Rule 7: Create a Balance Among all Living Things
“Create a harmonious balance in the soil, plants, animals, and the landscape. This should include a balance between field, pasture, and wetland.” I believe we have made significant improvement in the last few years in our balance of field and pasture. At this moment, regrettably, we have no wetland. In spite of our limited space, this is a concern and an issue we plan to address.
Rule 8: A Natural Environment-Hedgerows and Ponds
“Restore the destroyed natural environment.” This is primarily achieved by encouraging natural hedgerows and wetlands. Steiner admonished us to cultivate variety of trees and shrubs in hedgerows that create windbreaks to control soil erosion and provide habitat for beneficial animals. Also, he advocated the creations of ponds to encourage the formation of dew and provide habitat for other beneficial animals and insects unique to wetlands. This is another weakness of our farm, and we hope to correct this imperfection too.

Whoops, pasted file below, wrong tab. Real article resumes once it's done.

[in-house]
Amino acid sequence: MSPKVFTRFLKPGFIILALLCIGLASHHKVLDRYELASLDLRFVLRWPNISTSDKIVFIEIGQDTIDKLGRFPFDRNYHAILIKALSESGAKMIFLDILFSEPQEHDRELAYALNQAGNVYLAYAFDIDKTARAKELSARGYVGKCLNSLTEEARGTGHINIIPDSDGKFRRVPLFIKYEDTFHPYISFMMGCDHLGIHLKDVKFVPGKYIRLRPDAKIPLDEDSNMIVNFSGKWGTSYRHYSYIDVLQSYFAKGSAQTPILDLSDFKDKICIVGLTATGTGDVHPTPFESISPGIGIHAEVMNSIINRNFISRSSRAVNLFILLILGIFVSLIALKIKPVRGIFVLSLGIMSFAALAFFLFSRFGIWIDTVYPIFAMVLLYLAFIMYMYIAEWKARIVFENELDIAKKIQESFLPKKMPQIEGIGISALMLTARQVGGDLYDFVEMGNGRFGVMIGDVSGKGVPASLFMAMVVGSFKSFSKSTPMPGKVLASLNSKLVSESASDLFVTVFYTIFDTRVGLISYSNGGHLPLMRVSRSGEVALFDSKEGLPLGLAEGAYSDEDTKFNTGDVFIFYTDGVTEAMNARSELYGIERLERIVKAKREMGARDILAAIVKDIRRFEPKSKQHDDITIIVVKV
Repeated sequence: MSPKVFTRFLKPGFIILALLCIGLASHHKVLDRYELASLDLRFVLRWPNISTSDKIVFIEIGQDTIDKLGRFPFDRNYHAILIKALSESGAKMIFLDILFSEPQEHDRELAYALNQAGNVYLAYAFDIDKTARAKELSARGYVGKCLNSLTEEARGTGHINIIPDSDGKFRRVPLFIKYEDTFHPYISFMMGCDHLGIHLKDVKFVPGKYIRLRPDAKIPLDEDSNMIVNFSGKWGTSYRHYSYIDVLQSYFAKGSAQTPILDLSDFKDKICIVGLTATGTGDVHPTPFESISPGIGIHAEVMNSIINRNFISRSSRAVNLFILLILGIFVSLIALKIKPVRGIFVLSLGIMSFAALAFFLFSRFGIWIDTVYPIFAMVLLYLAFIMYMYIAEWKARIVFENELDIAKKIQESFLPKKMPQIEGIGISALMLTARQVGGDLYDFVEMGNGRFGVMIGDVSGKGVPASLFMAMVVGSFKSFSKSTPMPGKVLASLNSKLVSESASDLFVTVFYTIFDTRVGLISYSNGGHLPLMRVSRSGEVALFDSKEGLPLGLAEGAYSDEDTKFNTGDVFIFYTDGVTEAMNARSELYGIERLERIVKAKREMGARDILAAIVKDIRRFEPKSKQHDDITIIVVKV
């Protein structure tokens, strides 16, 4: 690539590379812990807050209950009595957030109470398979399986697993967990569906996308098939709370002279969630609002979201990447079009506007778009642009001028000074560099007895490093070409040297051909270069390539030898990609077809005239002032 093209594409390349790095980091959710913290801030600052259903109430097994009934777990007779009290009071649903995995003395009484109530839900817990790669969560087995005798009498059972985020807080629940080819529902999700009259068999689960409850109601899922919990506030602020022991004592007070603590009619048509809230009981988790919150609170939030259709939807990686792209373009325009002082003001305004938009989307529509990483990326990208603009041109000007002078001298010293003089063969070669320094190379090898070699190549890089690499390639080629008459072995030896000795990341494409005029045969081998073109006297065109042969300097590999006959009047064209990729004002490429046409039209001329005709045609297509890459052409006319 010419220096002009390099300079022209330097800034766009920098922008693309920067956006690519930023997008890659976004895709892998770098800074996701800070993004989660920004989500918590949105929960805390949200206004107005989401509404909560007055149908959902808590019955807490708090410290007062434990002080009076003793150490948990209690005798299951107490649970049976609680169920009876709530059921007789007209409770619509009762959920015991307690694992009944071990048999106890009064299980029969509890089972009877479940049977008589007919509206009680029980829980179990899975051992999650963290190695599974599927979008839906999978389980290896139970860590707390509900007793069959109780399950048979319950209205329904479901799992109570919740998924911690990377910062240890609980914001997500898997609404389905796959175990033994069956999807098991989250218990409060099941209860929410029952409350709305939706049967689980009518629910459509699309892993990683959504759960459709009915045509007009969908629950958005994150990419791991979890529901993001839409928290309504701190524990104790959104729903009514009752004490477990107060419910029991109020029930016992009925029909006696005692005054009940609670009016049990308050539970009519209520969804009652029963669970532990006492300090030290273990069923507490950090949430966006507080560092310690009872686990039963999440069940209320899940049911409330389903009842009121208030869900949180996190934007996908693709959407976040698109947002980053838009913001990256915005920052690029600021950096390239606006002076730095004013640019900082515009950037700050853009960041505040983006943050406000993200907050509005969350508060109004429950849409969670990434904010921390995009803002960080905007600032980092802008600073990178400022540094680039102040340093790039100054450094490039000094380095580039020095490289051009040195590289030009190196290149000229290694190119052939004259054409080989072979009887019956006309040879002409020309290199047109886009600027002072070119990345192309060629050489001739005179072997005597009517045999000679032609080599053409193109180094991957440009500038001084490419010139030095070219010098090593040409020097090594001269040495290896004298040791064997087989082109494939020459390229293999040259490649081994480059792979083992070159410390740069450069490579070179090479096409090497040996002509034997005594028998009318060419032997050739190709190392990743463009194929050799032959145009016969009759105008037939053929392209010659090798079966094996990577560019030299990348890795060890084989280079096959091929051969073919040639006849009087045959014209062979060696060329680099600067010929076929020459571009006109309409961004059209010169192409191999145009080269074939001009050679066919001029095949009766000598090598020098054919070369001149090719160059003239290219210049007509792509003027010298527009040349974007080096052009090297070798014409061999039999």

Rule 9: Biological Weed and Pest Controls-Crop/Animal Rotations
“Implement biological weed and pest controls. Specifically, practice rotating crops, fields, pastures, and consequently animals.” We follow this practice religiously.
Rule 10: Follow Natural Rhythms
“Reestablish a rhythmical natural order in animal husbandry and field care that is connected to the rhythms of the earth and its cosmic environment of the sun, moon, and other planets.” This is where biodynamics loses me. However, I have an open mind. If this principle can be proven beneficial to me in a logical and observable form, I will embrace it.